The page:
ANCHORAGE, Alaska (Reuters) - BP’s Alaska unit should have its criminal probation revoked and be subject to additional penalties because the company continued negligent behavior even after pleading guilty over its 2006 Prudhoe Bay pipeline spill, a federal probation officer said.
A 2009 spill of crude oil from a ruptured pipeline at the BP Exploration (Alaska) Inc.-operated Lisburne field showed that the company had failed to undertake the reforms it promised in its 2007 Prudhoe Bay criminal plea agreement, federal probation officer Mary Frances Barnes said in a petition filed Wednesday in U.S. District Court in Alaska.
The move comes as BP faces scrutiny over its role in the massive Deepwater Horizon rig spill, with initial findings suggesting the company failed to identify critical mistakes.
The Lisburne spill resulted when a pipeline exploded after being over-pressured. A long ice block caused internal pressure to build up, but BP ignored warning signs and its own policies about preventive measures, Barnes said in her petition. BP should have known to take those measures because it had a similar pipeline rupture caused by an ice plug in 2001, Barnes said.
In all, 45,828 gallons of crude oil and produced water -- a byproduct of the oil production process -- spilled from the two-foot long- (0.6 meter-) rupture in the Lisburne line, according to the Alaska Department of Environmental Conservation.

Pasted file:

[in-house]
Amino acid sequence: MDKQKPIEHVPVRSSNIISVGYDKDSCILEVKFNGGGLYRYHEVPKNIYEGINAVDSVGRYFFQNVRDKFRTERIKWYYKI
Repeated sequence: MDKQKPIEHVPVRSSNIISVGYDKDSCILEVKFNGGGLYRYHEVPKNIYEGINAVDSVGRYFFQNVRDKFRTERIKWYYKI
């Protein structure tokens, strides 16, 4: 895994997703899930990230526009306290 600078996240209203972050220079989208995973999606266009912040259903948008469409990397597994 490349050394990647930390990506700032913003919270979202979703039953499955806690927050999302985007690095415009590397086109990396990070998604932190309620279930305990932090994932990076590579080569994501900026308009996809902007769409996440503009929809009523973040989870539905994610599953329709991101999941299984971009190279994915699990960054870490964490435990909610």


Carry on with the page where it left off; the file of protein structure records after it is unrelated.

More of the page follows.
The spill violated the federal Clean Water Act and state spill statutes, Barnes said. Such criminal violations breached terms of BP’s plea agreement, in which the company promised a series of reforms, paid a total of $20 million in fines, restitution and community service and was placed on one to three years’ probation.
Barnes said Wednesday that she could not comment about the specifics of the BP case. In general, a petition to revoke probation can result in an evidentiary hearing and imposition of new punishment, she said.
“When probation has been violated, the judge can go back and resentence the defendant to any sentence that was available,” she said.
The Prudhoe Bay oil spill, in which 212,000 gallons of crude leaked onto the snow-covered tundra from a corrosion-eaten hole in a major transit line, was the biggest on record on the North Slope, Alaska’s main oil-producing region. That and a subsequent corrosion-cause spill five months later prompted a partial shutdown of the field, which is North America’s largest. It also resulted in the criminal penalty and civil complaints filed by the state and federal governments.
BP wound up replacing its entire Prudhoe Bay transit line system, at a cost of $500 million.
BP spokesman Steve Rinehart said the company will respond to Barnes’ allegations.
“We know that the privilege of working in Alaska comes with a responsibility to maintain high standards. We understand that earning and maintaining trust is key,” he said in an email Wednesday.
“In line with those principles, BPXA has worked with the Department of Justice to try to resolve certain legal issues remaining from North Slope oil spills at Prudhoe Bay in 2006, and Lisburne in 2009. Unfortunately, that has not yet been successful,” he said.
BP has cleaned up the site of the Lisburne spill and, over the summer, transferred new tundra sod to restore it to its natural state, he said.
Editing by Bill Rigby and Sofina Mirza-Reid